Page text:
According to the present invention, these and other objects and advantages are achieved in an optical communication system comprising transmitter means including means for generating an optical carrier and means for modulating the optical carrier with a composite electrical modulation signal comprising a plurality of modulated microwave subcarriers to provide an optical signal, receiver means remotely located from the transmitter means and means for coupling the optical signal from the transmitter means to the receiver means. The receiver means includes local oscillator means for generating a local light beam, detector means responsive to the received optical signal and the local light beam for providing a detected signal at an intermediate frequency which carries the composite modulation signal and microwave receiver means responsive to the composite modulation signal from the detector mean for demodulating at least one of the microwave subcarriers from the composite modulation signal.

The detector means typically includes means for adding the received optical signal and the local light beam and providing a sum signal, means for matching the polarization of the received optical signal and the polarization of the local light beam or means for averaging the polarizations through polarization rotation or polarization diversity, and a photodetector responsive to the sum signal. The adding means can comprise a fiber optic coupler, and the local oscillator preferably comprises a narrow linewidth laser.

In a preferred embodiment, the local oscillator laser is tunable over a prescribed range and the microwave receiver means comprises a bandpass filter having a bandwidth corresponding to the bandwidth of one of the modulated microwave subcarriers and a microwave receiver coupled to the bandpass filter. One of the modulated microwave subcarriers is selected by tuning the local oscillator laser such that the selected microwave subcarrier passes through the bandpass filter.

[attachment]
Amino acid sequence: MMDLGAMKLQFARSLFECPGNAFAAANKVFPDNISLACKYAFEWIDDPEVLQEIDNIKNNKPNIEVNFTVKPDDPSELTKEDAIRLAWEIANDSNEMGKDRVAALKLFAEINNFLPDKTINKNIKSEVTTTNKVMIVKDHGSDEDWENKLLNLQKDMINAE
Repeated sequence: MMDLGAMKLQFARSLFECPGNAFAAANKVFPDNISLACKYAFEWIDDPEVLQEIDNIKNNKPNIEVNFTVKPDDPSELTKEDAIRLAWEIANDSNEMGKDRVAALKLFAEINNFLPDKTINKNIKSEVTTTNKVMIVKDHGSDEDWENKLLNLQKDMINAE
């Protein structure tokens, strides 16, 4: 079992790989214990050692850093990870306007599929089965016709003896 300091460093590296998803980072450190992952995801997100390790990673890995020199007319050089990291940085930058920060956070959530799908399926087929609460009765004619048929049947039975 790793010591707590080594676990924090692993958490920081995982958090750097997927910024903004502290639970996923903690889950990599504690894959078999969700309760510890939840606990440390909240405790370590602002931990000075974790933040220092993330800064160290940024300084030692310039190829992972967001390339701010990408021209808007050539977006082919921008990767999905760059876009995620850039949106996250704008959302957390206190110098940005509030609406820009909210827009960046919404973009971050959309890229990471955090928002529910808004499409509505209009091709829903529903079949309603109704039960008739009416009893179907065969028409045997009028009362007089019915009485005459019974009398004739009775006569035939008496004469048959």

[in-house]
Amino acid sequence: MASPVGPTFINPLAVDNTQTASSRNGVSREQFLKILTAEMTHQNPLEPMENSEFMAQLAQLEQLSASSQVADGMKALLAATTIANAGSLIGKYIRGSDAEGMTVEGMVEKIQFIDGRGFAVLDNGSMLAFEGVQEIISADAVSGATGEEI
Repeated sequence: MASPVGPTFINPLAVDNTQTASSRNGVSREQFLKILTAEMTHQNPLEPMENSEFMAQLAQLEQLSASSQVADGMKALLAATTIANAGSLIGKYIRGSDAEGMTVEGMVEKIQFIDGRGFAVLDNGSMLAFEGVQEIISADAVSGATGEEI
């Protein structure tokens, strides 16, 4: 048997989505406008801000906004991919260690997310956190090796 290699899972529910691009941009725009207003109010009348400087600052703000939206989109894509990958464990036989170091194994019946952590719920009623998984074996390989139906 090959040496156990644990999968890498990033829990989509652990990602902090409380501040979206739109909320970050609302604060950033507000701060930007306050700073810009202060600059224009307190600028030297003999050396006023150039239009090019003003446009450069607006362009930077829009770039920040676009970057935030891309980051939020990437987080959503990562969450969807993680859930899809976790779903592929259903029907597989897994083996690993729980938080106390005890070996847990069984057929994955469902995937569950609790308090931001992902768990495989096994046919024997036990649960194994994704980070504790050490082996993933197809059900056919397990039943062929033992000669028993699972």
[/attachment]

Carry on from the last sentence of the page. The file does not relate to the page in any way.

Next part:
In another embodiment of the invention, the local oscillator laser has a fixed frequency and the microwave receiver means comprises a microwave local oscillator for producing a selectively variable microwave local oscillator frequency, a mixer responsive to the microwave local oscillator frequency and to the intermediate frequency for providing a second intermediate frequency, and a microwave receiver for receiving the second intermediate frequency. In this embodiment, one of the microwave subcarriers is selected by tuning of the microwave local oscillator.

In yet another embodiment of the invention, the local oscillator laser is tunable, and the microwave receiver means includes a tunable microwave local oscillator for producing a variable microwave local oscillator frequency, a mixer responsive to the microwave local oscillator frequency and to the intermediate frequency for providing a second intermediate frequency, and a microwave receiver for receiving the second intermediate frequency. In this embodiment, one of the microwave subcarriers is selected by tuning both the local oscillator laser and the tunable microwave local oscillator, which provide coarse and fine frequency tuning, respectively.

The optical communication system of the invention can be configured as a heterodyne system in which the optical carrier and the local oscillator laser have different frequencies. Alternatively, the system can be a homodyne system in which the optical carrier and the local oscillator laser have the identical frequency and phase. In a homodyne system, the optical carrier and the local oscillator laser are phase locked.

The transmitter means can comprise a transmitter laser for generating the optical carrier and a phase modulator or an intensity modulator responsive to the composite electrical modulation signal for modulating the optical carrier. In an alternate configuration, the transmitter means can comprise a transmitter laser such as a laser diode for generating the optical carrier and means for intensity or frequency modulating the transmitter laser with the composite electrical modulation signal.